Camera advice for my family

Nikon D40 with standard kit lens AF-S DX 18-55...
Image via Wikipedia
I've been getting a few questions from family and friends about DSLR cameras.  The questions boil down to "Should I get one?" and "Which one should I get?" The questions always annoy often because it comes right after a compliment. No, I'm not a self loathing person. The annoyance ( and sometimes anger ) comes from the nature of the compliment.

You see, about a year ago I purchased a Nikon D40. It's Nikon's low(est) end DSLR. I purchased it because I wanted interchangeable lenses and a faster shutter speeds. I've take almost two thousand photographs with my D40. Weddings, vacations, walks through the forest, kids running around in the backyard - I've pulled out my camera and photographed it all. Some of my photos are good. A lot of them are bad.

I upload some of my photos to Facebook but only the ones I consider decent for viewing. That's where the problems lies. Since my Facebook contacts only see the "good" photos they leave nice comments like "awesome photo" or "wow". But then that is often followed by "Which camera are you using?". I should not answer that question. But I do. And so the that leads to "I'll have to get a camera like yours so that I can get good photos too". Well ... thank you. Here I was thinking that my photography skills are what made that photo good.

From what I have read (and seen) about photography, the camera equipment is mostly irrelevant.  A bad photographer (or a mediocre one like me) will take equally bad photos with a $2000 DSLR camera as with a $20 throw away camera.  A good photographer can make award winning photographs with a Wal-Mart blue light special.

As and example the following photographs were taken with the "lousy" 2 megapixel camera in the iPhone.  Verizon and AT&T sell $29 phones that have more mega-pixels than that.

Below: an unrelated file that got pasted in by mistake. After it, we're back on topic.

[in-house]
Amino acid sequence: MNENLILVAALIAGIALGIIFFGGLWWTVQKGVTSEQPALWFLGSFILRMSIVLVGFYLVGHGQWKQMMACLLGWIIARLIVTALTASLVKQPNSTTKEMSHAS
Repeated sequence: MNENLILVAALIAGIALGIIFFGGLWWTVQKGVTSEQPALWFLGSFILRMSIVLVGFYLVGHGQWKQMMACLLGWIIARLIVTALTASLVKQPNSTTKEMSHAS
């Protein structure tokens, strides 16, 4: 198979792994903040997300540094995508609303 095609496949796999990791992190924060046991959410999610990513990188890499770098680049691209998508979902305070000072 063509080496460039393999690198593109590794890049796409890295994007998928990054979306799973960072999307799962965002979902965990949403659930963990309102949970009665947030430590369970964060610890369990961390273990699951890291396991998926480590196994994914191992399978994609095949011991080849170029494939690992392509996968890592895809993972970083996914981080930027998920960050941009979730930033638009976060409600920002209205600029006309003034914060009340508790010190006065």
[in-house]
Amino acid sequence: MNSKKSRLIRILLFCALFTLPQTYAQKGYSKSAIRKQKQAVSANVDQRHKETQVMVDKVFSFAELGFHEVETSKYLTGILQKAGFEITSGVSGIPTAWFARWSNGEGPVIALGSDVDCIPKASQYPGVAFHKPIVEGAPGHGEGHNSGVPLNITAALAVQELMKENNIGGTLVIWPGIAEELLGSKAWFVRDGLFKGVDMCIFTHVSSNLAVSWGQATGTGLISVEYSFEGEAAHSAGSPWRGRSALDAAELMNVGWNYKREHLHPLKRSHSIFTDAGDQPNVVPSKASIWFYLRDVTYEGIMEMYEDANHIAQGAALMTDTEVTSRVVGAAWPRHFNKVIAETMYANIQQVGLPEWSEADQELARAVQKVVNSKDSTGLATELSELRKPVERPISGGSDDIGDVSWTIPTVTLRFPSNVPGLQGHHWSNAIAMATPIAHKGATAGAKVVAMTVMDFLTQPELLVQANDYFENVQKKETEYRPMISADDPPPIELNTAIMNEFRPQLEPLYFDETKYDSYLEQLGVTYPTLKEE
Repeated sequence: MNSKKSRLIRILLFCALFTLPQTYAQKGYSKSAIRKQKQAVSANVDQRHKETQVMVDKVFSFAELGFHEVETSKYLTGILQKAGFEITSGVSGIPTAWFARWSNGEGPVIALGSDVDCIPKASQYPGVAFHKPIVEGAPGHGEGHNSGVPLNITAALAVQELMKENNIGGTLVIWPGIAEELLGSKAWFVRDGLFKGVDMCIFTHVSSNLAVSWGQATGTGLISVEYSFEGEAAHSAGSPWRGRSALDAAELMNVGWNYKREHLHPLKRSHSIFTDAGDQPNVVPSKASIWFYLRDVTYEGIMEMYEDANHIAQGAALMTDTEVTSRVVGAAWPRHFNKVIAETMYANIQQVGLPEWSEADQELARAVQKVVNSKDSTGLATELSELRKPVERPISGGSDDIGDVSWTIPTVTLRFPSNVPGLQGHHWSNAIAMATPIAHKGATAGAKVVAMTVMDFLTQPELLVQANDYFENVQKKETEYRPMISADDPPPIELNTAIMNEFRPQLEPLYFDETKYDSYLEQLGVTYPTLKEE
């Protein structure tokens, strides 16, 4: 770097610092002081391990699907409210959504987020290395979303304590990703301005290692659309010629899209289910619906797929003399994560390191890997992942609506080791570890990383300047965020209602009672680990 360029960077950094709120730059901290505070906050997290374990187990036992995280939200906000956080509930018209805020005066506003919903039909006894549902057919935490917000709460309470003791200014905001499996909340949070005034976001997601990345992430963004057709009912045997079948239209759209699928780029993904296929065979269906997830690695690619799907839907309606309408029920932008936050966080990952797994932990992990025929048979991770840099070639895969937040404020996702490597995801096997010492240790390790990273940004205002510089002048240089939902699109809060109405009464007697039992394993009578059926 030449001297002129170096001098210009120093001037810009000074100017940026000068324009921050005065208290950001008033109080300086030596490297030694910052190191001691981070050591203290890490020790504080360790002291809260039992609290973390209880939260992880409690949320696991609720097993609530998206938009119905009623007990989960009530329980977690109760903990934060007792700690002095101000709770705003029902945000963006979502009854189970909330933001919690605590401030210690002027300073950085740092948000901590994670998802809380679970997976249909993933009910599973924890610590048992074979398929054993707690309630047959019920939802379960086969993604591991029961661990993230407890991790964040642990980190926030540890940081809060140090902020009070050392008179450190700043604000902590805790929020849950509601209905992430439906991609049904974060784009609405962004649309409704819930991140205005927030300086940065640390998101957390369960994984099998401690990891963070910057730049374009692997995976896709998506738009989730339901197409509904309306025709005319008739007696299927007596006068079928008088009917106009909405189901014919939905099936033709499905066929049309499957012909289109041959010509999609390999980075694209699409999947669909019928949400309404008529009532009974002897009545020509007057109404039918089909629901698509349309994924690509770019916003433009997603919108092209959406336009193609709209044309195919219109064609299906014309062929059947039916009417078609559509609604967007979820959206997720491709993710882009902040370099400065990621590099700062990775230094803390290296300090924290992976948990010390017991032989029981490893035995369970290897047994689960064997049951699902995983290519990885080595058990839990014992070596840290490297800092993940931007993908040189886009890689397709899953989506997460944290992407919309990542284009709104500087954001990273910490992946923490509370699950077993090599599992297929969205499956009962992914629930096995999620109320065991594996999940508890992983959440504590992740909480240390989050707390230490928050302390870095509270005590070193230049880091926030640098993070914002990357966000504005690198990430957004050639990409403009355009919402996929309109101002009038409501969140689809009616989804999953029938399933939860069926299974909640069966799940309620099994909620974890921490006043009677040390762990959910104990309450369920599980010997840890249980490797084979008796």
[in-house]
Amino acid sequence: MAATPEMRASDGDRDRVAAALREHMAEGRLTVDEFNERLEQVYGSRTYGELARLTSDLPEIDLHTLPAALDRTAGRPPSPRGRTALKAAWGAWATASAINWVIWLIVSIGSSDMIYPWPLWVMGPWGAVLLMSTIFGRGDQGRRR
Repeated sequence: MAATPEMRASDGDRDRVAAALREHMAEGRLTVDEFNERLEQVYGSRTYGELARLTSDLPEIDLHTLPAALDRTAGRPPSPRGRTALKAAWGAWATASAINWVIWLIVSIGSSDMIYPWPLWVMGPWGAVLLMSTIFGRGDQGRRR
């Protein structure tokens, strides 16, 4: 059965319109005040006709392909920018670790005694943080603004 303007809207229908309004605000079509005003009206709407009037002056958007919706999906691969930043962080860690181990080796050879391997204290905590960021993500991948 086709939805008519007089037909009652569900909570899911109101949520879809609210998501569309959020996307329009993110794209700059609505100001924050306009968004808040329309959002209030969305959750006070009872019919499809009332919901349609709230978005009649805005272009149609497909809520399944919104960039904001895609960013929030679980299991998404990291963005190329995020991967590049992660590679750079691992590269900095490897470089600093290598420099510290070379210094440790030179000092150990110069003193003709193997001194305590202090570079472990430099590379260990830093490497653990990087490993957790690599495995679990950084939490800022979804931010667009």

Ross Valley Players Barn Theatre


A DSLR will not magically improve your photography for the same reason buying an expensive carbon and titanium bicycle or pair of expensive Nikes won't make you competitive with Lance Armstrong or Michael Jordan (although I can dream).

There are multi-megapixel "point-and-shoot" options on the market that will shoot three (3) frames a second that will let you can catch those quick as a wink kid moments.  Cameras such as the 10 MP Casio Exilim EX-Z1080, or the 10MP Olympus Stylus 1050SW or the 10 MP Sony WX1 offer that capability. These cameras will cost more than a basic compact point and shoot but will cost a lot less than a DSLR and still remain small enough to fit in purse or back pocket. But If you are passionate about photography ( your face is often found behind the viewfinder of a camera ) … get an SLR or DSLR and practice.

Panasonic Lumix GF-1

If you are looking for a compromise between the compact digital and the DSLR, there is a newer format called Micro Four Thirds.  The cameras are sized similarly to larger point and shoots but have interchangeable lenses.  However, the lenses are not compatible with the existing DSLR lenses and the prices are about the same as a lower end DSLR from Nikon or Canon.  Reviews of the Lumix DMC-GF1 and the Olympus EP-1.  As of September 2009, there are three Panasonic Lumix Micro Four Thirds lenses and a variety of companies manufacture adapters to use lenses from nearly any standard lens mount (such lenses, of course, support no automatic functions.)

The best computer monitors and TVs have no more than 2 megapixels (that 1920×1080 or HD).  Special monitors for medical diagnostic work are using 3280×2048 WQSXGA, which is the current maximum resolution available in a single monitor.  If you have a few hundred thousand dollars, go buy one.